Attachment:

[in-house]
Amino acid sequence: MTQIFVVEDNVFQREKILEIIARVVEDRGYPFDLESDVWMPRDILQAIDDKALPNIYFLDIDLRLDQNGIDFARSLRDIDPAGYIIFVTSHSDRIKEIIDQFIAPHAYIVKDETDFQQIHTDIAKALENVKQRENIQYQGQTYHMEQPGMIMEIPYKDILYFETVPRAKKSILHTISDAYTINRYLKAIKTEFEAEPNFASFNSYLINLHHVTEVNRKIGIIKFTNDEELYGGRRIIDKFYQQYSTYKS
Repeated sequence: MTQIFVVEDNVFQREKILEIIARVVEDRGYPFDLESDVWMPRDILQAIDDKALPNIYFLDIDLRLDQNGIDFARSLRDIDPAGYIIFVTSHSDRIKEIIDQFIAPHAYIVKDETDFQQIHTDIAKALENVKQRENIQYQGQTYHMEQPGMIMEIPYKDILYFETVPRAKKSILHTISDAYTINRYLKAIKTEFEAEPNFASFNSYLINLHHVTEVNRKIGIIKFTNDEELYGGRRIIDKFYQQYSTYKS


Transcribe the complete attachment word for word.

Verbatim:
[in-house]
Amino acid sequence: MTQIFVVEDNVFQREKILEIIARVVEDRGYPFDLESDVWMPRDILQAIDDKALPNIYFLDIDLRLDQNGIDFARSLRDIDPAGYIIFVTSHSDRIKEIIDQFIAPHAYIVKDETDFQQIHTDIAKALENVKQRENIQYQGQTYHMEQPGMIMEIPYKDILYFETVPRAKKSILHTISDAYTINRYLKAIKTEFEAEPNFASFNSYLINLHHVTEVNRKIGIIKFTNDEELYGGRRIIDKFYQQYSTYKS
Repeated sequence: MTQIFVVEDNVFQREKILEIIARVVEDRGYPFDLESDVWMPRDILQAIDDKALPNIYFLDIDLRLDQNGIDFARSLRDIDPAGYIIFVTSHSDRIKEIIDQFIAPHAYIVKDETDFQQIHTDIAKALENVKQRENIQYQGQTYHMEQPGMIMEIPYKDILYFETVPRAKKSILHTISDAYTINRYLKAIKTEFEAEPNFASFNSYLINLHHVTEVNRKIGIIKFTNDEELYGGRRIIDKFYQQYSTYKS